What better way to take mind off your regular job than watching a TV show that makes you forget what transpired in the day and leaves a broad smile on your face till you watch it again next day. This one’s a pleasure you would happily plead guilty of watching because the deliciousness of viewing gives you much needed distraction from every emotion you’re going through.

The premise of “Lucifer” centers around the Lord of Hell, Lucifer Morningstar who, bored with his mundane life of punishing the world’s despicable souls and as a move against his Dad (who is God himself), abdicates his throne in hell and becomes a civilian consultant for the Los Angeles Police Department (LAPD), thereby forming partner with homicide Detective Chloe Decker, he falls in love with. While the girls give away their hearts to him at once, Detective Decker refuses his advances and seems immune to his charm which draws him to her. The bickering between “DeckerStar” makes for an interesting watch as they gradually learn to tolerate one another over the course of the show.

All of it sounds like a premise that could not sustain beyond five episodes but the writing is so good, characters are so likeable and easy to invest in that the show never gets bogged down.

Our Lucifer is a devil like no another. He gets writer’s block, calls Decker’s daughter her ‘offspring’and is seeing a therapist with benefits but at no avail. Leave it to Lucifer to be likeable even in moments you don’t expect him to be. It is impossible not to love him when the entire arc of the series has been about him learning and unlearning what he has learnt but retaining that he did put an effort.

There is so much to like about this show that with time you begin to enjoy even its flaws, which is mostly because the show shines when it knows it doesn’t need to take itself seriously but then catches you off guard and gives you moments you’ll come back to watch many times later. Take it for the moment when Lucifer gives Chloe prom night of her dreams & so our shipping hearts swelled!

Sometimes it’s a delight to be sucked into the TV world like “Lucifer” which seems tailor made for binge watching. Contrary to the common perception that when a series delivers a fantastic first season, the second season doesn’t live up to the first, “Lucifer” clearly debunks all the myths and prejudices and proves it was a show worth saving (Jaiho Netflix).

The characters in the show are initially introduced with their plot revolving around Lucifer and his shenanigans but as the series develops, they take shape of their own and that’s the beauty of good TV where you can see the character development unlike certain TV where the character arc means any out-and-out positive character turning out to be an evil serpent with a revenge plan in a random episode.

Notable characters: Lucifer’s brother Amenadial, his bodyguard-cum-bartender Maze , his therapist Dr. Linda Martin ,Decker’s ex-husband Dan & daughter Trixie, all share a weird but endearing relationship with Lucifer. It was particularly A-Maze-ing to watch Maze as she becomes a bounty hunter and is damn good at it. Season Two introduces Lucifer’s mother, the goddess of all creation, occupying the body of murdered lawyer Charlotte Richards who had her own story to tell. When human Charlotte resurrects she’s just as fun. Watch out for the sequence when she pounces on the Devil assuming they were together and he breaks into panicky sweat. She lights up the scene every second she’s on it & both her avatars are equally fascinating. Ella Lopez, Forensic scientist for the LAPD is endearing & her hugs are magical. It’s amusing seeing her crushing over Lieutenant Marcus Pierce/Cain, world’s first murderer who is condemned to wander Earth forever aka LA’s very own Ashwathhama, who surprisingly gives competition to Chloe in having chemistry with the Devil.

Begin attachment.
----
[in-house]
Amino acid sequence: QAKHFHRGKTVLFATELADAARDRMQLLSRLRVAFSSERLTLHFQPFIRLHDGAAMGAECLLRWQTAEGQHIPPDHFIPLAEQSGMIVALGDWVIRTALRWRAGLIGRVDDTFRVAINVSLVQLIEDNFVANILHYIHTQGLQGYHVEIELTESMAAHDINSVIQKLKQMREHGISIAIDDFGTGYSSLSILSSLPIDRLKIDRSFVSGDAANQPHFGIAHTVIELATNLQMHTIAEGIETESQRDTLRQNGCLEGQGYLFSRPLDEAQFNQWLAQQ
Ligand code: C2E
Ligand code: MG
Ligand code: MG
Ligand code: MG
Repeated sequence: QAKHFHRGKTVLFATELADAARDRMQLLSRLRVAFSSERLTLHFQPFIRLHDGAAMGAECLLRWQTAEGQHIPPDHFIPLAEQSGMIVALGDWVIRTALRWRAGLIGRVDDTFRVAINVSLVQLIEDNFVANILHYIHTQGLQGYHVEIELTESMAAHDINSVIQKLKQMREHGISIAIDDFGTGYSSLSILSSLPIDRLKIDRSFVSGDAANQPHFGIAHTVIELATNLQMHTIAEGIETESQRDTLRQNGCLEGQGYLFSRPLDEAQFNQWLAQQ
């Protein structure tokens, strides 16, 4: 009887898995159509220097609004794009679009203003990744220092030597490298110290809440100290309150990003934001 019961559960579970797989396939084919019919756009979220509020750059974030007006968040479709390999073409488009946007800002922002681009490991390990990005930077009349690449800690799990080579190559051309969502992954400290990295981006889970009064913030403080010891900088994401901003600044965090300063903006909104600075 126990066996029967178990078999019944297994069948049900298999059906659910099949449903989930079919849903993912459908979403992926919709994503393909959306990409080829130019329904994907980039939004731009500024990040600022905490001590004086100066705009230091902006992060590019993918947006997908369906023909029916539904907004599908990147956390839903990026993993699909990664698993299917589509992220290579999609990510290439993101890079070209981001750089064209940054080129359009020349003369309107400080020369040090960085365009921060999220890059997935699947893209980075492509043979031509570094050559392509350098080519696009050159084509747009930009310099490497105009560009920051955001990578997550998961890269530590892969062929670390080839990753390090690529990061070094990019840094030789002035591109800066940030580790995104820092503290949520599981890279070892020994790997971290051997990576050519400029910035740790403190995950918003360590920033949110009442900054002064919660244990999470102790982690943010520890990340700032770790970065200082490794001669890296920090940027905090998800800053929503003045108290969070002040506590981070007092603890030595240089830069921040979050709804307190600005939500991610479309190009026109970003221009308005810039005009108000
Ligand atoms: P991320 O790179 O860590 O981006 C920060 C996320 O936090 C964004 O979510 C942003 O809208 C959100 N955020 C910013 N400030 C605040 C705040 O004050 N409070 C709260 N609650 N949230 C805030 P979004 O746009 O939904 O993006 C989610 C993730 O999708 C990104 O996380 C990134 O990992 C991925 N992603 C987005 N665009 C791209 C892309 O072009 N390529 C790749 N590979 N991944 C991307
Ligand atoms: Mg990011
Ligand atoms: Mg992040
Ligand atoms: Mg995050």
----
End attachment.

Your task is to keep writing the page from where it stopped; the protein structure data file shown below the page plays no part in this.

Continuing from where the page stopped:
“Lucifer” works majorly because the chemistry between cast members brings with it a certain level of comfort and it is a treat to watch different versions of God, Angels, Demons and particularly because the sub plots, where Lucifer makes every case personal, keep you hooked. The humor in the show remains cheeky and not vulgar. Add to it, the effective ensemble knows their job and creates a workplace you’d love to be a part of.

We have often seen that the success/failure of a TV show depends considerably on its ability to evolve and that “Lucifer” does supremely well. Once you feel in an episode it could get better, it does in next one and reminds you why you fell in love with this ride. The most obvious example is when Lucifer shows his Devil face to Linda. Before that it was all fun and games but it is a testament to confidence of writers that they take such narrative leaps and what comes out of it is engaging enough with sense of humor still intact. They managed to transform the Devil into someone humane and sympathetic while staying true to the same character.

One might have issues with never growing attitude of Lucifer but it’s a known fact that he captures the heart of the series. His chemistry with every other character even if it’s a minor Hello with a random character on screen is entertaining and as the series progresses, you begin to care for him as does Chloe. After all this is a show where every episode begins with “you won’t believe what Lucifer did now” and ends with everyone settling the mess Lucifer has put them in.

Summing up, they say that sometimes the journey is so beautiful that the destination doesn’t evoke any emotion but with “Lucifer” the final reveal of his Devil face to Chloe was as satisfying as engrossing was the path towards it.

Bring it in on Season Four. It’s been a long wait already.

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